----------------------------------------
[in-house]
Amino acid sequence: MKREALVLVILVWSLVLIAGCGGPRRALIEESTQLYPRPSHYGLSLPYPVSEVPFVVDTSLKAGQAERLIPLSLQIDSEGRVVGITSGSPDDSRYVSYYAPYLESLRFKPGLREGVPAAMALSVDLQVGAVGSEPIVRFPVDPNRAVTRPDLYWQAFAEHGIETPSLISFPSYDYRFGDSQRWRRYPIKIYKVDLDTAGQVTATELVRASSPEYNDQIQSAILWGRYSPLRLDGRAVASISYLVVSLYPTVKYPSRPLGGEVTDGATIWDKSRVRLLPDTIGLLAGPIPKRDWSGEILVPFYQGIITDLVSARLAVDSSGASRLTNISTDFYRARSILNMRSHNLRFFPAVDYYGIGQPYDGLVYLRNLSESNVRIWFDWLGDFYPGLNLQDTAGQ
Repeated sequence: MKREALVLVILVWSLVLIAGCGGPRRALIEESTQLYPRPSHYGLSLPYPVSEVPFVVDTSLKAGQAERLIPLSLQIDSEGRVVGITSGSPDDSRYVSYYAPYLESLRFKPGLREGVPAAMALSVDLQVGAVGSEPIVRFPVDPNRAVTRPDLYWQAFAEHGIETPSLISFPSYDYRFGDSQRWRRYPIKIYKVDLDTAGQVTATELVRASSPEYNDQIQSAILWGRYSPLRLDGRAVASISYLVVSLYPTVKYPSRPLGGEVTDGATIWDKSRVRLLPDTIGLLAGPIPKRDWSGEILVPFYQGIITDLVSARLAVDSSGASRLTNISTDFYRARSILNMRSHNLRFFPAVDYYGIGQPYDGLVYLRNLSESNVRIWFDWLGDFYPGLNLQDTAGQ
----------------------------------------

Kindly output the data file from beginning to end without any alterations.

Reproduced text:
[in-house]
Amino acid sequence: MKREALVLVILVWSLVLIAGCGGPRRALIEESTQLYPRPSHYGLSLPYPVSEVPFVVDTSLKAGQAERLIPLSLQIDSEGRVVGITSGSPDDSRYVSYYAPYLESLRFKPGLREGVPAAMALSVDLQVGAVGSEPIVRFPVDPNRAVTRPDLYWQAFAEHGIETPSLISFPSYDYRFGDSQRWRRYPIKIYKVDLDTAGQVTATELVRASSPEYNDQIQSAILWGRYSPLRLDGRAVASISYLVVSLYPTVKYPSRPLGGEVTDGATIWDKSRVRLLPDTIGLLAGPIPKRDWSGEILVPFYQGIITDLVSARLAVDSSGASRLTNISTDFYRARSILNMRSHNLRFFPAVDYYGIGQPYDGLVYLRNLSESNVRIWFDWLGDFYPGLNLQDTAGQ
Repeated sequence: MKREALVLVILVWSLVLIAGCGGPRRALIEESTQLYPRPSHYGLSLPYPVSEVPFVVDTSLKAGQAERLIPLSLQIDSEGRVVGITSGSPDDSRYVSYYAPYLESLRFKPGLREGVPAAMALSVDLQVGAVGSEPIVRFPVDPNRAVTRPDLYWQAFAEHGIETPSLISFPSYDYRFGDSQRWRRYPIKIYKVDLDTAGQVTATELVRASSPEYNDQIQSAILWGRYSPLRLDGRAVASISYLVVSLYPTVKYPSRPLGGEVTDGATIWDKSRVRLLPDTIGLLAGPIPKRDWSGEILVPFYQGIITDLVSARLAVDSSGASRLTNISTDFYRARSILNMRSHNLRFFPAVDYYGIGQPYDGLVYLRNLSESNVRIWFDWLGDFYPGLNLQDTAGQ